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James M. Jasper, Graduate Center of the City University of New York
Academic miracles tend to be modest—wine turned into water and that sort of thing—but the revival of the Rose monograph series over the last 10 years certainly counts as a major one. First at the University of Massachusetts, then at Stony Brook, the series (published by the Russell Sage Foundation for the ASA) not only rose from the dead (to switch Bible stories) but began to publish some of the best books in sociology. Now the Editorial Office is moving to Rutgers University to be edited by Lee Clarke, Judith Gerson, Lauren Krivo, Paul McLean, and Patricia Roos. (Rutgers is also the new home of Contexts magazine.) Apparently, 30 years of Republican onslaughts have not quite killed state universities in the United States.
In the last decade or so ASA editors have realized that the immense work goes faster when a team is doing it. We have finally managed to set aside the misguided image of a scholar, alone in his (sic) study, perhaps puffing on a pipe, thinking profound thoughts; instead we now take our own discipline’s insights into the strengths of weak (and strong) ties seriously. Editors, like everyone else (even the son of God), work better through interaction. And editors not only work with each other, they are nodes in the much broader networks that write the books, produce them, and read them. (And hopefully, along the way, buy them.)
The resurrected Rose series has succeeded, beyond all odds or expectations, partly because of the extensive feedback provided to authors. An editorial point-person works with each author, even at the proposal stage. As a book nears its halfway point, the author, editors, and invited guests assemble at Russell Sage for a day-long seminar designed to generate extensive suggestions. Reviewers are even paid more lavishly than elsewhere, always the best genesis of networks.
The new Rutgers editors draw on miraculously diverse networks. Together, they’ve made major contributions in comparative-historical sociology, crime, disaster, the environment, economic life, work and family, gender, human rights, immigration, network analysis, organizations, occupations, gender, race-ethnicity, and more that I am forgetting. Their methodological orientations vary widely, too.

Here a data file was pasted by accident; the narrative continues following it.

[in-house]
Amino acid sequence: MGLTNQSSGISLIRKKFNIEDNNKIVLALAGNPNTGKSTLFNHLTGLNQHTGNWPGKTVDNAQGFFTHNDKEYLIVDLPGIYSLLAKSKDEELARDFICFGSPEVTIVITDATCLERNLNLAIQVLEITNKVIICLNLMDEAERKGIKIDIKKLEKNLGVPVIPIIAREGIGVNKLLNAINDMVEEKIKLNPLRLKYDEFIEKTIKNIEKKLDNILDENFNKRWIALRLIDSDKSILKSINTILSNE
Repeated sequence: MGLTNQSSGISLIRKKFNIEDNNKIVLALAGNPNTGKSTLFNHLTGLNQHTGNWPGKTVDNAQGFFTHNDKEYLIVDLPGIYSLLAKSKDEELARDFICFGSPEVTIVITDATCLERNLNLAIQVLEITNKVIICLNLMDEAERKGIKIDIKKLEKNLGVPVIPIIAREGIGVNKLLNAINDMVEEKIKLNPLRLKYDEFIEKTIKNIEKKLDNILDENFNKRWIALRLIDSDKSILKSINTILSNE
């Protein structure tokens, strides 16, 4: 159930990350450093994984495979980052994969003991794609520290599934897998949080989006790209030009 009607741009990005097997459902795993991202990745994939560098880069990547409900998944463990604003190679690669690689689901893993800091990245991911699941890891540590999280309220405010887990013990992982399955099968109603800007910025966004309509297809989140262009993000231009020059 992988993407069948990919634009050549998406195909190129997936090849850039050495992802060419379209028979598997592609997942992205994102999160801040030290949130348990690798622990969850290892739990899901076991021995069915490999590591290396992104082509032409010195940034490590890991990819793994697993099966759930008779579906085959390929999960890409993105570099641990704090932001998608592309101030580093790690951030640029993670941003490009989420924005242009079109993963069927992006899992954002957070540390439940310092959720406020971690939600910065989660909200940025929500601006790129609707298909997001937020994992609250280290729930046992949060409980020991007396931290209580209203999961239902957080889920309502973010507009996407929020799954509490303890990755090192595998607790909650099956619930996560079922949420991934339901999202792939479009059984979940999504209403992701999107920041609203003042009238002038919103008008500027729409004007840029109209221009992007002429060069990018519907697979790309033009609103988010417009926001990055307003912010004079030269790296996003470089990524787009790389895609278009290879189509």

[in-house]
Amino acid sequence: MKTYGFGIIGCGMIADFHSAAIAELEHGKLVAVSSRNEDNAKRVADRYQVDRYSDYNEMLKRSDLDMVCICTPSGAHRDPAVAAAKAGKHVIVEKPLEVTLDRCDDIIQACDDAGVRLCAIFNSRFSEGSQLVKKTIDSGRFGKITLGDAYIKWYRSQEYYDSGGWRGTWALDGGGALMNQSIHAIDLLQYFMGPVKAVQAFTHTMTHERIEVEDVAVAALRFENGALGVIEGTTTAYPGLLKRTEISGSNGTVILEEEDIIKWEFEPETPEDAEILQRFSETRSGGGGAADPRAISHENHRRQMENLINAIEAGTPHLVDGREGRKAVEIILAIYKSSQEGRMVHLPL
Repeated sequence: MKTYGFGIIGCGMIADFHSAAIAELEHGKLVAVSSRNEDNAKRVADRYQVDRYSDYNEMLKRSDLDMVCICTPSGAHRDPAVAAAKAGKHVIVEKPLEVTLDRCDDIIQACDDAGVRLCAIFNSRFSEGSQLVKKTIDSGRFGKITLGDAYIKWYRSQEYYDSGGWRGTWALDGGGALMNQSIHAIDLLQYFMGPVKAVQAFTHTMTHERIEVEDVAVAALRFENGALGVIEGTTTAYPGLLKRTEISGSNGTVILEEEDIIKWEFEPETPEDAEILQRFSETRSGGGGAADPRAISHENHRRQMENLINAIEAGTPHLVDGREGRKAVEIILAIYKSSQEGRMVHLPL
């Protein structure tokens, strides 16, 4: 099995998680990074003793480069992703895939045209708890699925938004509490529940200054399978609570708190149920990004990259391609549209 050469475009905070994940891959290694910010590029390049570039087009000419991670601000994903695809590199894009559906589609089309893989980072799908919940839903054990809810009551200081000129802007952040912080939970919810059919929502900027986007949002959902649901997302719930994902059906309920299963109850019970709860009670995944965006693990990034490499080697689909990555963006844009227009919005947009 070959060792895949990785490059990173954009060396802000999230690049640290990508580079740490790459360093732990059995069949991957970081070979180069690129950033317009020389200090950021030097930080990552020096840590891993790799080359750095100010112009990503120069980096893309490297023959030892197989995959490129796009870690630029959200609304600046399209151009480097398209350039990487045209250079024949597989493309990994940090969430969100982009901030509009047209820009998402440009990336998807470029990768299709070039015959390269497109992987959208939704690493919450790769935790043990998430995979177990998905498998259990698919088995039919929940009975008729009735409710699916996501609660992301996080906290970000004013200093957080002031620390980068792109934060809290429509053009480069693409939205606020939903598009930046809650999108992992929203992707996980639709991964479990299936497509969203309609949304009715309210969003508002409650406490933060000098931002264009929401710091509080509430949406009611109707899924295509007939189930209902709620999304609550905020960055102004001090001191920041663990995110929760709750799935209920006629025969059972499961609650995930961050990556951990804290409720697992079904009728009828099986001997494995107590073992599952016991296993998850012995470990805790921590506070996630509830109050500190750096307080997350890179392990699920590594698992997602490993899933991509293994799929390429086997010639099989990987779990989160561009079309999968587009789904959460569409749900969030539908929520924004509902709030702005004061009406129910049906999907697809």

Lee Clarke (people call him Chip) is currently finishing his fourth book, on the problem of "warning." His main field is the sociology of organizations, but he’s made important contributions to environmental sociology, sociology of risk, and disaster studies. In 2009, Chip became a fellow of the American Academy for the Advancement of Science, partly for his efforts in bringing sociology to broader audiences. Chip tells me he’s excited about working on the Rose Series for the voluminous e-mail he anticipates.
Judith Gerson (people call her Judy) has worked at the intersection of sociology and gender studies throughout her career. Interested in contested meanings of inequality and difference, she has explored the structures and processes of continuing education and home-based labor. Her current archival and ethnographic research on German-Jewish refugees during the Nazi era, investigates trauma, memory, and identity. She is a former research fellow at the Center for Advanced Holocaust Studies, U.S. Holocaust Memorial Museum. She is completing a book titled By Thanksgiving We Were American, and another co-edited with Diane Wolf, Sociology Confronts the Holocaust: Memories and Identities in Jewish Diasporas.
Lauren Krivo (people call her Laurie) specializes in racial-ethnic inequality in urban areas, especially residential segregation and neighborhood crime patterns. She combines a background in social demography with interests in the causes and consequences of criminal inequality. She has published many articles on segregation, housing, and crime as well as a 2010 book in the Rose Series, Divergent Social Worlds (coauthored with her longstanding collaborator Ruth Peterson). No sooner had Laurie joined the faculty in Sociology and Criminal Justice at Rutgers last year then she was drafted to be part of the Rose team. Forcible conversions work too.
Paul McLean (people call him Paul) is a historical sociologist focusing on social networks and strategic interaction. His research has regularly put him on the road to Florence (what a martyr!) for work in the archives and strolls around the city. He put aside fork and wine glass long enough to write The Art of the Network and a handful of articles co-authored with John Padgett on the organization and inventiveness of the Florentine economy. He also has been working on Polish elites, Adam Smith, the topics of honor and chance, networks in American higher education, video game culture, and other stuff that’s hard to categorize. He hopes that the Rose Series will concentrate on Italian cuisine over the next few years.
Patricia Roos (people call her Pat) studies gender, work, and family, and her current research specifically examines gender inequity in higher education. Her books include Job Queues, Gender Queues: Explaining Women’s Inroads into Male Occupations (with Barbara Reskin) and Gender and Work: A Comparative Analysis of Industrial Societies. Pat is completing three years as the Director of the Center for Women & Work at Rutgers and continues to serve as co-PI for Rutgers’ NSF ADVANCE grant. She has worked in various administrative capacities at Rutgers, including department chair and dean of social sciences. She has served on the ASA Council and as ASA Vice President.
Don’t let their folksy nicknames fool you. These are high-powered saints who will push the resurrection of the Rose Series to even loftier heights.Back to Top of Page